"Consernomics"

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Published on: May. 2, 2005

Last revision: Nov. 17, 2010

Stop by Heart of Missouri Agri Service in Fayette almost any day of the year, and among the farmers buying fertilizer and livestock feed you also are likely to find someone buying something for wildlife.

Three thousand pounds of sunfl ower seed and 600 pounds of black thistle seed cross the loading dock each month during the winter. In the spring and summer, it's thousands of pounds of wildlife food plot seed mix, mostly for quail. In the fall, tons of shelled corn goes out the door monthly to feed deer.

In all, Manager Ryan McDowell estimates these and other wildliferelated items make up 8 percent of his trade, and sales are increasing.

“It used to be a pretty low amount,” McDowell said. “Truthfully, it was sort of a hassle. But over time I realized this is something we can really make money on. There are a lot of people buying 20 or 30 acres, and they're not so much interested in raising farm-type products. They're more interested in raising wildlife.”

Mike Wyss, whose family owns the Russellville Locker and Feed Plant west of Jefferson City, does a thriving business slaughtering domestic livestock. But for a few weeks each fall, normal business stops.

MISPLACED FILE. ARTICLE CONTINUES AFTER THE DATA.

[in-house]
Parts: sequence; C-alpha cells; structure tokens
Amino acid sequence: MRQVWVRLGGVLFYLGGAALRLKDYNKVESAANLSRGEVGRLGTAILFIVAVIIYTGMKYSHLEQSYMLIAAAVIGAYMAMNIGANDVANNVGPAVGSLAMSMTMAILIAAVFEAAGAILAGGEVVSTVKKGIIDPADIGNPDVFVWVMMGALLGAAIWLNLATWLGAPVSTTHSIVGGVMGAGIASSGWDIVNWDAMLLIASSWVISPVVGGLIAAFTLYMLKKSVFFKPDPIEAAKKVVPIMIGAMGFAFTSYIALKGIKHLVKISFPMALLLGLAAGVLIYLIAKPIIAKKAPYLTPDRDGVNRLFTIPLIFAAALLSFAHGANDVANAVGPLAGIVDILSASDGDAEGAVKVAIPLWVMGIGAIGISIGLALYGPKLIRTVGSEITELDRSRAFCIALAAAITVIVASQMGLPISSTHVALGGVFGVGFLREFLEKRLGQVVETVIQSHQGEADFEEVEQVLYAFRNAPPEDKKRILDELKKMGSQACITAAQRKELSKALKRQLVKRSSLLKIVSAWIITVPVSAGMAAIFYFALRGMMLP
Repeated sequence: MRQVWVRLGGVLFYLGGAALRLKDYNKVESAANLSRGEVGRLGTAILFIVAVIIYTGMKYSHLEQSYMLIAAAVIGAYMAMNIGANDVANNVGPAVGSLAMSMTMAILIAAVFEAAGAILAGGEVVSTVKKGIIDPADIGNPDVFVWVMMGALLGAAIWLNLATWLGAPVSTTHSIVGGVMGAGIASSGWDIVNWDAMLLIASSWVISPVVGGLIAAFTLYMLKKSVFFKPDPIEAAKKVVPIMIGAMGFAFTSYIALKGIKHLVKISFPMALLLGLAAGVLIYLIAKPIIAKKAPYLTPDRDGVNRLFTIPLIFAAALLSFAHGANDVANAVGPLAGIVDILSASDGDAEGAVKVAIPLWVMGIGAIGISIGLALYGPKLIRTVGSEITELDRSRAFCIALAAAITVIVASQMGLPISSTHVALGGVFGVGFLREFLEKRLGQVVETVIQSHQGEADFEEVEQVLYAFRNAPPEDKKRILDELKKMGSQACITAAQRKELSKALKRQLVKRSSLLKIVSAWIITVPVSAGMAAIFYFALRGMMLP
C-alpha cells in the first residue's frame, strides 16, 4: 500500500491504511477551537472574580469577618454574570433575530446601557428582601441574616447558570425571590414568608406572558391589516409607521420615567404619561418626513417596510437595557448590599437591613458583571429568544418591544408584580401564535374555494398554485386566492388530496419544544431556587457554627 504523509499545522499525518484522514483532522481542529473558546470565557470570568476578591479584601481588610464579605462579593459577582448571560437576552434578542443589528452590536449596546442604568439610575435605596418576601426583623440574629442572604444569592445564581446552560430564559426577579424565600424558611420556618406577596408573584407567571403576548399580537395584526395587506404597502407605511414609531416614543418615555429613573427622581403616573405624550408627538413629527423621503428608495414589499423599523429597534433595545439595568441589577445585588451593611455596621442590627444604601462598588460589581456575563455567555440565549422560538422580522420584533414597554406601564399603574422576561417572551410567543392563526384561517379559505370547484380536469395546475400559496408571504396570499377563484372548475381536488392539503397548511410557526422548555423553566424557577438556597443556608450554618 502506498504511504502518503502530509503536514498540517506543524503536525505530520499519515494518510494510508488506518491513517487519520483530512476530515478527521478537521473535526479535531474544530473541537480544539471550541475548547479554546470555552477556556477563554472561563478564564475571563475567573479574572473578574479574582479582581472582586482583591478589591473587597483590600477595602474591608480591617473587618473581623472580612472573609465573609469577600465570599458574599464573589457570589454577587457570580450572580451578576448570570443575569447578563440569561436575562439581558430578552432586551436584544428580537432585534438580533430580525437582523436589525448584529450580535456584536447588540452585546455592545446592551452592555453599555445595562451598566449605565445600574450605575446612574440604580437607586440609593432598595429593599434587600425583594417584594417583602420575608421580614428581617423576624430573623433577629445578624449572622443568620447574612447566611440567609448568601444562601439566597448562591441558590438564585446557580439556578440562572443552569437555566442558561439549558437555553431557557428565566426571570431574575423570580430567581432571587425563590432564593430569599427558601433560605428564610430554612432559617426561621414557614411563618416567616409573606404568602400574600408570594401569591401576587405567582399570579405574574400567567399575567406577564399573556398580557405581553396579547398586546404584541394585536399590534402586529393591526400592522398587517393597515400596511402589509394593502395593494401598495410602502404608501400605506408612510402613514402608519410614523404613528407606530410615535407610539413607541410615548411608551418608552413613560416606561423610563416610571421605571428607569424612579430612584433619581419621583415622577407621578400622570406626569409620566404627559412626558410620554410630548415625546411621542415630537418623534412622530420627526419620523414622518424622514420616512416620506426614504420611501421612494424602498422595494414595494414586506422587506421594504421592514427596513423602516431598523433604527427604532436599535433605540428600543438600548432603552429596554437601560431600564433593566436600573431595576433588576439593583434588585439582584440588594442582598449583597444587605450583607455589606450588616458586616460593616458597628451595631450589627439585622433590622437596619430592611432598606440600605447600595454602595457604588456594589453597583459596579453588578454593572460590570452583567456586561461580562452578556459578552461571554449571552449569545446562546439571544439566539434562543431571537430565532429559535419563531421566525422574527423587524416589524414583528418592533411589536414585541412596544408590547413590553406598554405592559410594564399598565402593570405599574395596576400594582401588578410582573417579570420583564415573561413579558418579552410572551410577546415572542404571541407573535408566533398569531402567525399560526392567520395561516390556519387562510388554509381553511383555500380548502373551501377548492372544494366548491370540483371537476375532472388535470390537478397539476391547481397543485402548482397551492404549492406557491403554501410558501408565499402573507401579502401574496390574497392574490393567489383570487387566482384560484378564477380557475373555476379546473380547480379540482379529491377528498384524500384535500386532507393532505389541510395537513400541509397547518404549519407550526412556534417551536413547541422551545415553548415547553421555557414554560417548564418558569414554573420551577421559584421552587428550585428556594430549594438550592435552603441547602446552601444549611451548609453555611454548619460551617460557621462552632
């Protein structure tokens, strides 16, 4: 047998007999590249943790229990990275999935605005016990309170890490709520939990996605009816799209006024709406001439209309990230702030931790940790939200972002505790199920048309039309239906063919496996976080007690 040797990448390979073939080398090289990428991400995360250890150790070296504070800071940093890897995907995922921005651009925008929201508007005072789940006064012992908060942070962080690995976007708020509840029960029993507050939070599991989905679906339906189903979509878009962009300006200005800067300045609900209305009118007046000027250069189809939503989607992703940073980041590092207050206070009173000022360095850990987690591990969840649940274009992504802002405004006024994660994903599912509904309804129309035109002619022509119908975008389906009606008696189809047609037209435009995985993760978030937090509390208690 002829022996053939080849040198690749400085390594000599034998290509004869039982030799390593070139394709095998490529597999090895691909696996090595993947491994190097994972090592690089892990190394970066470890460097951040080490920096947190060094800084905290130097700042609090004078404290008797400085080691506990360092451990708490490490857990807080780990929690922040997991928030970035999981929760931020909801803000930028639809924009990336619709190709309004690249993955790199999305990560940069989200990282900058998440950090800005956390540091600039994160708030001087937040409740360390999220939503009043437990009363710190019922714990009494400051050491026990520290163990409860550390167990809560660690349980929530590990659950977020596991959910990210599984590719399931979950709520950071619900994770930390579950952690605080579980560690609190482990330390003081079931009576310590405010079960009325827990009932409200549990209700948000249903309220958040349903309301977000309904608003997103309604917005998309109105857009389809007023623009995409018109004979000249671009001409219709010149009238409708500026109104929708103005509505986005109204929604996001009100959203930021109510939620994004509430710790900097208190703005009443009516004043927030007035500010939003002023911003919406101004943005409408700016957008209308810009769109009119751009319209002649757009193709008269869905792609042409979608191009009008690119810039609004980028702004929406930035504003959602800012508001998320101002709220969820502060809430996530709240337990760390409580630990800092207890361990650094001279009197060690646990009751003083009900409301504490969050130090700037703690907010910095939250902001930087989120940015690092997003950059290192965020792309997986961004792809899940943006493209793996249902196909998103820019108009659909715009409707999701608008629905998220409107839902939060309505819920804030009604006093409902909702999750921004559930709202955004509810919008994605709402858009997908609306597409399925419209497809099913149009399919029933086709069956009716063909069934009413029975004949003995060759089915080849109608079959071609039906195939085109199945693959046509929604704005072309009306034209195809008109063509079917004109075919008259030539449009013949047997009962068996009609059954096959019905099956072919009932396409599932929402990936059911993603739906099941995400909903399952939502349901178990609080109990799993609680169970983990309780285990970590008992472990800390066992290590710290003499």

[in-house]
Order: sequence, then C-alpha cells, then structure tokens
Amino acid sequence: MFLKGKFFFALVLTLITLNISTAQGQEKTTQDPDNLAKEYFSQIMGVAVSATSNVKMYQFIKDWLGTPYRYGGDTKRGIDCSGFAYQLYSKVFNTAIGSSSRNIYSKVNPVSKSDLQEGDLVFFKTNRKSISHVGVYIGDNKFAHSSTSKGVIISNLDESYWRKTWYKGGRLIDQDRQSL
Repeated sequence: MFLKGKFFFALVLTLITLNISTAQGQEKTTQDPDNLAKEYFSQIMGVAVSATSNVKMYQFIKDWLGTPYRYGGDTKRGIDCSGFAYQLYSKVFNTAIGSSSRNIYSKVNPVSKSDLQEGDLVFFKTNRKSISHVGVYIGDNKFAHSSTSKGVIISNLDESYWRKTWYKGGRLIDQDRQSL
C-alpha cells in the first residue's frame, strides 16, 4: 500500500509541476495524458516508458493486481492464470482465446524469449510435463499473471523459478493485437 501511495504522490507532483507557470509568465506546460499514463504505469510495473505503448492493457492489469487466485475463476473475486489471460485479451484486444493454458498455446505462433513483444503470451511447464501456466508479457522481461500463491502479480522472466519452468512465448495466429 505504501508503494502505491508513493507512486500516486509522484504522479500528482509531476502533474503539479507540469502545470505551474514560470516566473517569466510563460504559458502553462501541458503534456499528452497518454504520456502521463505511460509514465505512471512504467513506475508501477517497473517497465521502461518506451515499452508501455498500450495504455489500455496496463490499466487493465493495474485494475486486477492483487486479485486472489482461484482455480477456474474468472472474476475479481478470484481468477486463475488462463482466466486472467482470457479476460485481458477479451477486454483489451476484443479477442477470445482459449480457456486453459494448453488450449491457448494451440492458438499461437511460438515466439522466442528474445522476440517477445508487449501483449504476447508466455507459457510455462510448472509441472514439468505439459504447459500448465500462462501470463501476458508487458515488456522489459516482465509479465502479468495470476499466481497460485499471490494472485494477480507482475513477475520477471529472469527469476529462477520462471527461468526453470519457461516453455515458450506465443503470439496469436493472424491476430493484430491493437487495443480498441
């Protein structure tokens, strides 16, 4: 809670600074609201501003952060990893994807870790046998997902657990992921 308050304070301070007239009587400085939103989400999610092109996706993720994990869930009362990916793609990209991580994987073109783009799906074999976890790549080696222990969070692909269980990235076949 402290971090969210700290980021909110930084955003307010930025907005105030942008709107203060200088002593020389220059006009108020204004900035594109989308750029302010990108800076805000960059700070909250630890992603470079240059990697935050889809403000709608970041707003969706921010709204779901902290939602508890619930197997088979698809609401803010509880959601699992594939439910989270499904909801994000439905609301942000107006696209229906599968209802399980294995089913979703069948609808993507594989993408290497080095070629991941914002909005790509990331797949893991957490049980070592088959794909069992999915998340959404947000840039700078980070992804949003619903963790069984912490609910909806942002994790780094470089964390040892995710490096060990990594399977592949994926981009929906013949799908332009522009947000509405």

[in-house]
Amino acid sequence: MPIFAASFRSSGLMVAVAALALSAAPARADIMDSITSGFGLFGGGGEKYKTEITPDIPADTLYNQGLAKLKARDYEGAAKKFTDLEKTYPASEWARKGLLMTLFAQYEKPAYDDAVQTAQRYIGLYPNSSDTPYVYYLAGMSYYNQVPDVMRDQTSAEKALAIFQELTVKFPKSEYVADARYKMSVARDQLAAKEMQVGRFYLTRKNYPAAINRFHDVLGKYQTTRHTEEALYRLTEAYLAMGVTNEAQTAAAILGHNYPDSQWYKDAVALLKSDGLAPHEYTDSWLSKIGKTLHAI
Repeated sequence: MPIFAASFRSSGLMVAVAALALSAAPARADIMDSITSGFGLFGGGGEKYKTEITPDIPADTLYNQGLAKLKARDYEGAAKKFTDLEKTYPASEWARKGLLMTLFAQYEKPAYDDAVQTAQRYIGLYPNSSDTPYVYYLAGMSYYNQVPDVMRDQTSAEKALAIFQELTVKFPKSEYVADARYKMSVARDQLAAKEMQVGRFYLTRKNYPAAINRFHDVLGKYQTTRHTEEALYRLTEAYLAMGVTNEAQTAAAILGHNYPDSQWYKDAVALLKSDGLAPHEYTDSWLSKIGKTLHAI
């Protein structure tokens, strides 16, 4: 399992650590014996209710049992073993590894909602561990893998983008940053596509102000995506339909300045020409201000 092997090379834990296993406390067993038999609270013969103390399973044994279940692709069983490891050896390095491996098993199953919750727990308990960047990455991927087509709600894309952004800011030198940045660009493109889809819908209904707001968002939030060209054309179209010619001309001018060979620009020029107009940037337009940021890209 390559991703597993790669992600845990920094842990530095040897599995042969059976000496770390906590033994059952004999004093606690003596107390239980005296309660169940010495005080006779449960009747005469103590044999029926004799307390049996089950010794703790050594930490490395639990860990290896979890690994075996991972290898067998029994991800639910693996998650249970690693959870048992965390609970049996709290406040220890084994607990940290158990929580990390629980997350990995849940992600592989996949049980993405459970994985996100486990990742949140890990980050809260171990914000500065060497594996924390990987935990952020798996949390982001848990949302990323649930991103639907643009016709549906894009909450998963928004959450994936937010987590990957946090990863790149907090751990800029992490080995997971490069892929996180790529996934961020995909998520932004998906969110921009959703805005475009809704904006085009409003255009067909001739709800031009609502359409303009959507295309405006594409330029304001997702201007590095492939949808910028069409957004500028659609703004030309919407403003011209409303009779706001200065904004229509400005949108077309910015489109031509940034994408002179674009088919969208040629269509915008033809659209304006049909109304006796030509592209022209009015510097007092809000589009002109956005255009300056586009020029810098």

During the November firearms deer season, Wyss hires six to eight extra workers to process hunters' deer. By the time the antlerless portion of deer season ends in mid-December, they have processed about a thousand deer. That is 20 to 25 percent of his total business for the year.

“Deer became a big part of our business about 20 years ago,” says Wyss. “We were fortunate. Starting in the late 1980s our beef and pork business shut down. For some packers then, deer made up 60 to 70 percent of their gross. You have to take advantage of that. It was a long time between Novembers.”

McDowell's and Wyss' experiences represent the tip of an economic iceberg. Since Missourians began investing in science-based conservation 70 years ago, forests, fish and wildlife have become important economic engines for the Show-Me State.

The phenomenon caught my attention a couple of years ago when the National Wild Turkey Federation announced state-by-state turkey harvest figures. Missouri topped the list by a wide margin. It made me wonder how many hunters were coming here to take advantage of the nation's best turkey hunting.

I discovered that from 1980 to 2003 nonresident turkey permit sales increased by more than 500 percent. Last year,

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